You will also want to start building your own portfolio site that you can direct prospective clients to. There are a lot of template portfolio sites out there, but I would suggest learning a bit of html and building your own. Be sure to start social networking as well. Get a Twitter and a Facebook account. Linkedin is also a great resume site.
What are video game companies looking for in a concept artist?
Versatility. Concept artists need to create things that have never been seen before, so they need to have a vivid imagination and a knowledge of how to paint just about anything. Most of the time you won’t find a concept artist that only draws people, or only draws environments. Typically you will need to be able to draw characters, creatures, interiors, exteriors, environments, fixtures, weapons, textures, icons, etc. The more versatile you are, the greater you are as an asset to the company. When a wave of layoffs comes around, you can bet the first people that go are the ones that can’t adapt to any situation.
Your portfolio should include finished paintings as well as sketches and thumbnails. The thinking process is very important as a concept artist, so clients are going to be looking for that. Some turnarounds might also be nice.
Knowledge of 3D usually isn’t a requirement, but it is always a good thing to learn. Again, the more skills under your belt means the greater asset you are to the company. If the company really needs you to know 3D, they will usually train you on the job. Google SketchUp is a simple and great 3D program to learn for beginners.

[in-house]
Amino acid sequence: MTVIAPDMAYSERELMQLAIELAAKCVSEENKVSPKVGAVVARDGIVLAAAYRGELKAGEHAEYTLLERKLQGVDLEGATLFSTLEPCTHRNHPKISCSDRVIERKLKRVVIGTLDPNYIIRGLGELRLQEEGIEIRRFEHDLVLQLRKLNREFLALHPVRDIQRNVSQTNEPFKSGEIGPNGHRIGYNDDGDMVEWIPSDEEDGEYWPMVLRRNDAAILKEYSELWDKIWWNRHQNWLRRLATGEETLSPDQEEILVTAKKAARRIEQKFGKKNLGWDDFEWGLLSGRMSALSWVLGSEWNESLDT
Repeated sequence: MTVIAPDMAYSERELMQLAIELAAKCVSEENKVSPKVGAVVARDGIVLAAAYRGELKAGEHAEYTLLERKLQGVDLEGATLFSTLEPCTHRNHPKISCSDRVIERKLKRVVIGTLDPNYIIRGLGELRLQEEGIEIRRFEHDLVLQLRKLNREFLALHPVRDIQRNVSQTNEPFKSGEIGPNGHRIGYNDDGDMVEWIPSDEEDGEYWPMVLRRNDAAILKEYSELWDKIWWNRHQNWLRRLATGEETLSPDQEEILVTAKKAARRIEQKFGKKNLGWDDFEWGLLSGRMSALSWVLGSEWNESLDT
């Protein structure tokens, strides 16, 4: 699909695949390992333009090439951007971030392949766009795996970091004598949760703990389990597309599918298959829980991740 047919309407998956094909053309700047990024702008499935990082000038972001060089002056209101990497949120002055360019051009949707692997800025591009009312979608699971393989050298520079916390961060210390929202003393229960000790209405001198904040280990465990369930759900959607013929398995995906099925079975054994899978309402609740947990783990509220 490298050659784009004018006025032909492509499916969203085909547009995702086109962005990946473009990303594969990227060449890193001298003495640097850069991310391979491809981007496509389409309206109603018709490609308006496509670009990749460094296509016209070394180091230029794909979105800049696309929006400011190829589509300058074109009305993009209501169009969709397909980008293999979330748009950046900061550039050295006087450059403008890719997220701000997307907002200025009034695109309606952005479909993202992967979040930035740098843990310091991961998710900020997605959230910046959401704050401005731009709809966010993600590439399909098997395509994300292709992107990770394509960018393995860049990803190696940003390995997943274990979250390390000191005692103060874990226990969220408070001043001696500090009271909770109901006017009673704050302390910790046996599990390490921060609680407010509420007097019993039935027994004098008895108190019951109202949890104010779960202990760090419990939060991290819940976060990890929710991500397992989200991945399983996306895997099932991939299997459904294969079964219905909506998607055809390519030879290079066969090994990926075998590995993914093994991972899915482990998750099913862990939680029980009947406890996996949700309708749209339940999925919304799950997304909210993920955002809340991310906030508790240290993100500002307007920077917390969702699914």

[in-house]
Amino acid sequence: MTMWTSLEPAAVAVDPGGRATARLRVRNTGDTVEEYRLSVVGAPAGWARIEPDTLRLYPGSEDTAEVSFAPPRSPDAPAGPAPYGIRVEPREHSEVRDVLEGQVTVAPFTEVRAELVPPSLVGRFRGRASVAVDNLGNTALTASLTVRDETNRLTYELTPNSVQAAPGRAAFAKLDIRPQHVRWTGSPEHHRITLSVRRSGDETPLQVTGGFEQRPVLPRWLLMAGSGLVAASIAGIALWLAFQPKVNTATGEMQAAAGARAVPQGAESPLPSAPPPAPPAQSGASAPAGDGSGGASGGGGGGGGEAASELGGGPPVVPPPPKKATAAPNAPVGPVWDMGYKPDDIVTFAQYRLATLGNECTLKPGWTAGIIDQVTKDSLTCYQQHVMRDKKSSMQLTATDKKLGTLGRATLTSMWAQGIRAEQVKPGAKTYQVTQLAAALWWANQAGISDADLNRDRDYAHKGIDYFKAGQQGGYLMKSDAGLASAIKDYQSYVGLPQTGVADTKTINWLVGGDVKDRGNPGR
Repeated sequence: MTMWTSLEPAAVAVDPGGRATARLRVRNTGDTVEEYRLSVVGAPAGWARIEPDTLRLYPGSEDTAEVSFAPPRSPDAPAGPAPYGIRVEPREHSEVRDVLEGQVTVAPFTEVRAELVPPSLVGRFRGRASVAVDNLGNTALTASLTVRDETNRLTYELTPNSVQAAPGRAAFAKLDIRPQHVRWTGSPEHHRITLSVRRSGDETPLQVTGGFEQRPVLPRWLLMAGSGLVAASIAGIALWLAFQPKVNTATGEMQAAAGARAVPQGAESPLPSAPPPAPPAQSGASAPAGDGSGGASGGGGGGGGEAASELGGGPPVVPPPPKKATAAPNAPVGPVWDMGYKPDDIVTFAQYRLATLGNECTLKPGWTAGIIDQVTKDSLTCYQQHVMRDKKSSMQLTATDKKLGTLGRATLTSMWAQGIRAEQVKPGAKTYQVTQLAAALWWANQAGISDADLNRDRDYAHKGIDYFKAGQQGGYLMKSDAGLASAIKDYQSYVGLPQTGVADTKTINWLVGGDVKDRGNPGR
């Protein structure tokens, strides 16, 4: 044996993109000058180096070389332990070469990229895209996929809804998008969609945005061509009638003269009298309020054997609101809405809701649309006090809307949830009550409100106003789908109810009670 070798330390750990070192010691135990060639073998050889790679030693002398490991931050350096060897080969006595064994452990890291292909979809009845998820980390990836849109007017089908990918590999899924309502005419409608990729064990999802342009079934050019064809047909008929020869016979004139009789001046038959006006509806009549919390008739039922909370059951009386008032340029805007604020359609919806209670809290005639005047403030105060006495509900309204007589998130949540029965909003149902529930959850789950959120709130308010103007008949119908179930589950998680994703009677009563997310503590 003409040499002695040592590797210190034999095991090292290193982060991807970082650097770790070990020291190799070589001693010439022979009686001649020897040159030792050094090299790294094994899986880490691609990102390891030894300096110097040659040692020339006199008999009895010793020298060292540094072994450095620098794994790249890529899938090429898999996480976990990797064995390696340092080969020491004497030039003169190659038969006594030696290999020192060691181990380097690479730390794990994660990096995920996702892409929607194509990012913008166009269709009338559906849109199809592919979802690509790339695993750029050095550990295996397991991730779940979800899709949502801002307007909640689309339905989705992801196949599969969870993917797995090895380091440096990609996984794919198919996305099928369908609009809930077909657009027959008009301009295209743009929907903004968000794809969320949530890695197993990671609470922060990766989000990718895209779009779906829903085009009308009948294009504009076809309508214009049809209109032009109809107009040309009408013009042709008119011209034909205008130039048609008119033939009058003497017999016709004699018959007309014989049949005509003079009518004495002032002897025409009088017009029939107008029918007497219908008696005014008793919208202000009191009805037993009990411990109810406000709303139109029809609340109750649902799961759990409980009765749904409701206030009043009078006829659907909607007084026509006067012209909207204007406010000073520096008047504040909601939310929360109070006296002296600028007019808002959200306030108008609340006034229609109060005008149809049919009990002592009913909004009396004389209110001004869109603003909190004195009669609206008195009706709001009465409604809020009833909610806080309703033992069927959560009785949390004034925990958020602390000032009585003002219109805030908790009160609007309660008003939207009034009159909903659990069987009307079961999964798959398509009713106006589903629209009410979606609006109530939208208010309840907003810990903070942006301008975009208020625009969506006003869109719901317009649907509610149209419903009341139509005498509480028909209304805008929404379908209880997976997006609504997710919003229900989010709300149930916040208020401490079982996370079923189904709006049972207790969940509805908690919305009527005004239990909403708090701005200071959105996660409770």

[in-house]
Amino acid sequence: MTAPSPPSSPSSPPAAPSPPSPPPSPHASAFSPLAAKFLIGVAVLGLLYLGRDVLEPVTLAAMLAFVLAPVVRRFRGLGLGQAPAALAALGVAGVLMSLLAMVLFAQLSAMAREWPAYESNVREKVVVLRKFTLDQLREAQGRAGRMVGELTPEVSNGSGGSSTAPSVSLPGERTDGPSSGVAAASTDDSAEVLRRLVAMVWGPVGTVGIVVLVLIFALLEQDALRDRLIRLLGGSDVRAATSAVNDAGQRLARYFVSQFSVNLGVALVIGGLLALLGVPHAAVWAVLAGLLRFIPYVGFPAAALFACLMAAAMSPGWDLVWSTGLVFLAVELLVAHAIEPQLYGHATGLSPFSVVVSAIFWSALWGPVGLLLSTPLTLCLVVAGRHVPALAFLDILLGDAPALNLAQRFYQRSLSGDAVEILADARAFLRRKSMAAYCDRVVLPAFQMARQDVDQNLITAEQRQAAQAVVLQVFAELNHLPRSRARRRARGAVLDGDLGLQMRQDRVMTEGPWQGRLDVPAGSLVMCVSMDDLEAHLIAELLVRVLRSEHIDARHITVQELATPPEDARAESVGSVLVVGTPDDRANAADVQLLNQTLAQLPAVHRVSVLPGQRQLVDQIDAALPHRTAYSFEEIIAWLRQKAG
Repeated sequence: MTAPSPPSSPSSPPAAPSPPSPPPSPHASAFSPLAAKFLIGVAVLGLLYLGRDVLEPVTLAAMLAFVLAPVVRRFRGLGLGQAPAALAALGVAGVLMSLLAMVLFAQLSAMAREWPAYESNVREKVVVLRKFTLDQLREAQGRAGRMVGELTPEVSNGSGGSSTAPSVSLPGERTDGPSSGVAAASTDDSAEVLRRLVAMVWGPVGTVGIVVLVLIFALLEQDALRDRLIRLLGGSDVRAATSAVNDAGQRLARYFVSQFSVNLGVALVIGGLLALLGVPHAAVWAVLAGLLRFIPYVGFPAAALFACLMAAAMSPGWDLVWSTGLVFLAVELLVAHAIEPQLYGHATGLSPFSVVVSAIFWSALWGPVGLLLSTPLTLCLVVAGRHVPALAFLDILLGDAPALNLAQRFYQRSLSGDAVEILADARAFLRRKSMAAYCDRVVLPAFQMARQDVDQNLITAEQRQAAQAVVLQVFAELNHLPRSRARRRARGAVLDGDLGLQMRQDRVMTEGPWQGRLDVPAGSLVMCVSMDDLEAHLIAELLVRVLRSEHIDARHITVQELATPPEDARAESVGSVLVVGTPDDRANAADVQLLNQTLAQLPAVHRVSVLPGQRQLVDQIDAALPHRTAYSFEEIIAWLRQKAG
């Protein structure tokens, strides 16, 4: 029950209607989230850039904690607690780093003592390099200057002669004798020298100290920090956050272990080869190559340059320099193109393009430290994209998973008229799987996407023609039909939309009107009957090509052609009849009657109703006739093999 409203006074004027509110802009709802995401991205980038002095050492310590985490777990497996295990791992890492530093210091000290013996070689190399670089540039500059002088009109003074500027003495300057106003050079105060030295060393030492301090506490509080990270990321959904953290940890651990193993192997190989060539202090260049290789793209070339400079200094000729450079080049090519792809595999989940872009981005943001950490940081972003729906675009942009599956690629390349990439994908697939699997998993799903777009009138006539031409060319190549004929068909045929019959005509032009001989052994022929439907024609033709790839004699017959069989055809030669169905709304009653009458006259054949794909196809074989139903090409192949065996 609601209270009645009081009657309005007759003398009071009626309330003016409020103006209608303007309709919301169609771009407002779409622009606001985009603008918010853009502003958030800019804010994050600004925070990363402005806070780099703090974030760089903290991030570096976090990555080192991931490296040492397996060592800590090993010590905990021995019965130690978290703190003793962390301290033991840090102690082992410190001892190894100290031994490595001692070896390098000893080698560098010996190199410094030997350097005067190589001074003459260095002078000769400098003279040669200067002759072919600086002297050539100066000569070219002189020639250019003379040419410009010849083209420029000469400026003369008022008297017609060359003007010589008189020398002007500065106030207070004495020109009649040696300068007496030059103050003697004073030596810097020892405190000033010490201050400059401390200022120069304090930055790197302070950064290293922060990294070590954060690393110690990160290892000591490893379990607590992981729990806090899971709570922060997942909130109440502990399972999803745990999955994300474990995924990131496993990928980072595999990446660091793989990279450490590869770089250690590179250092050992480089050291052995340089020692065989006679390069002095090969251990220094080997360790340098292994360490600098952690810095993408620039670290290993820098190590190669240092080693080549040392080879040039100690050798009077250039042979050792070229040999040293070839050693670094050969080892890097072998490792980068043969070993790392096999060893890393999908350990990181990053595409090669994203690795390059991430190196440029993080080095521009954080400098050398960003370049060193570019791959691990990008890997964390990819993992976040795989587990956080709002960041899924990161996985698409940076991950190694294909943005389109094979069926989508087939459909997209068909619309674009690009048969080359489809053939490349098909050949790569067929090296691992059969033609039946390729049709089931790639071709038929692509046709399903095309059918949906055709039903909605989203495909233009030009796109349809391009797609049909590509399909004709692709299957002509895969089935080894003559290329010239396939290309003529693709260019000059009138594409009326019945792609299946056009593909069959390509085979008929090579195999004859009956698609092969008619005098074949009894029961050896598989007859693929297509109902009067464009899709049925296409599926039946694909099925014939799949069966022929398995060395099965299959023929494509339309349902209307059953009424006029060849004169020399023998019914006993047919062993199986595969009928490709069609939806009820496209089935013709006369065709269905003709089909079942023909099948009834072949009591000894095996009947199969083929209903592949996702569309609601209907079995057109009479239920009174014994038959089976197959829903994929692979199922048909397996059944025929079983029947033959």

As a young artist I still have a lot of learning and developing to do; what do you think is most helpful in developing your own style?
Trying not to, haha! Young artists shouldn’t worry about trying to find a style. They need to focus on learning the fundamentals of art and building better foundations. You need to learn how to walk before you can dance. Style will come with time, so just worry about learning the basics of drawing and painting. If you look at artists that have a very distinct style, go back and look at their art when they were in school or even early in their career. I can guarantee you almost every single one did not have their signature style back then. Growing is part of being an artist, so I don’t think having a style that never changes is necessarily a good thing.